Friday, December 7, 2018

Neuropsychology Evaluation: Vivian and Elena

In September, Vivian had a neuropsychological evaluation. Basically, Jason and I had seen some unexpected changes in Vivian since her epilepsy diagnosis in January.

The differences were slight, except for the obvious change in energy/tiredness. She stopped reading long novels, and wasn't working on independent projects like she used to--projects that could last over a few days. Sometimes they were construction projects, sometimes painting, sometimes stories. They just seemed to vanish.

We weren't sure if it was a lull, or a real change, or if it was or was not related to epilepsy. I found out her condition qualified her for a visit to the neuropsychologist.

Vivian was evaluated over the course of two days. The eval consisted of a few questionnaires for me on her behalf, and a series of IQ/problem solving tasks. In short, Vivian is very intelligent, a good problem solver, highly motivated and enjoys being challenged. What was surprising was sometimes she misses "the big picture" type of question. While we'll never know whether or not this was always how Vivian was, or was going to be, Jason and I believe our observations of Vivian (types of books, projects, etc.) are different than they used to be. We've also seen her reading comprehension scores slide, even though she's on the higher level of scores related to her peers.

The neuropsych eval strongly hinted that this has been seen in epileptic patients. Normally this is not a side effect of medication, and was my suspicion, but rather a function of seizure effect/brain damage. Vivian's MRI shows no abnormalities. The evaluation gave us strategies to help Vivian as she grows older with things like reading comprehension, should we need them. In essence, this is a "baseline" for us, in case Vivian starts behaving differently or starts having trouble in school.

I'm glad Vivian was evaluated. I was disappointed that this was never recommended for Elena, so I asked the doctor about it. We had a good, long talk; basically, I noticed that when filling out the questionnaires for Vivian, I would have essentially recorded the opposite for Elena (self-sufficiency, social behavior, responsibilities, etc.).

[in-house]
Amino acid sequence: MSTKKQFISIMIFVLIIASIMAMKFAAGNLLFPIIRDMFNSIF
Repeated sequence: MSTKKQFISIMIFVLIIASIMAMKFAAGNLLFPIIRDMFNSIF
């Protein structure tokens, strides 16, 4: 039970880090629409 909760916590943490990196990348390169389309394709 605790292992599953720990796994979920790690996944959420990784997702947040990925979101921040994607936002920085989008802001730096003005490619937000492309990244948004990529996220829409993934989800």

She told me that currently, if a baby is born and determined to have a brain injury (as Elena was), their record is immediately flagged for a neuropsychology evaluation during her elementary school years. This can help a child who struggles with independence, personal responsibility, executive function, and social interaction--basically, all fields Elena (and many other kids) require assistance/help. It can provide strategies for her, and our family, to help achieve goals, manage expectations, and improve self-sufficiency. I wish I had known about this sooner.

I had Elena evaluated in November.

Our main question for the neuropsychologist was regarding our expectations for Elena, and if they were reasonable. They are not outrageous. She is intelligent, even though she struggles with some concepts, and is verbally talented. There is more to her stubbornness and lack of progress (in self-care) than just "being a teenager". It's a mix of "other', teenage angst, learned helplessness, and unwillingness to change (she is happy how things are, doesn't want to do more for herself--other people doing things for her suits her just fine, etc.).

The biggest message we got from the evaluation was that Elena is exhausted. Mentally and physically--the day exhausts her. She feels overwhelmed. By everything. She does not get excited about learning something new, it does not motivate her to do more with it--it just exhausts her. (She is not depressed.)

I thought that was how someone feels if the subject matter isn't interesting to them. I get that; if you don't like what's being taught at school or at home, it's a drag. To me, this would indicate nothing at school interests her--which I know isn't the case. And even though it's exhausting to her, she is doing much less than your average teenager--she has to be able to handle more, if she's ever to be a functional adult. Or functional teenager, for that matter.

The psychologist and I were a bit at odds, mostly b/c she was talking about how to encourage Elena through constant praise, very Kazdin-method type of lifestyle. I am convinced this doesn't work on a smart teenager--she can see right through shallow praise, and it backfires on us.

So, in short, we've been trying to encourage good behavior and try to be more patient. It basically just gave us more responsibilities than ever, and didn't help our home life much.

But, we eventually had a breakthrough. And that's where we are now.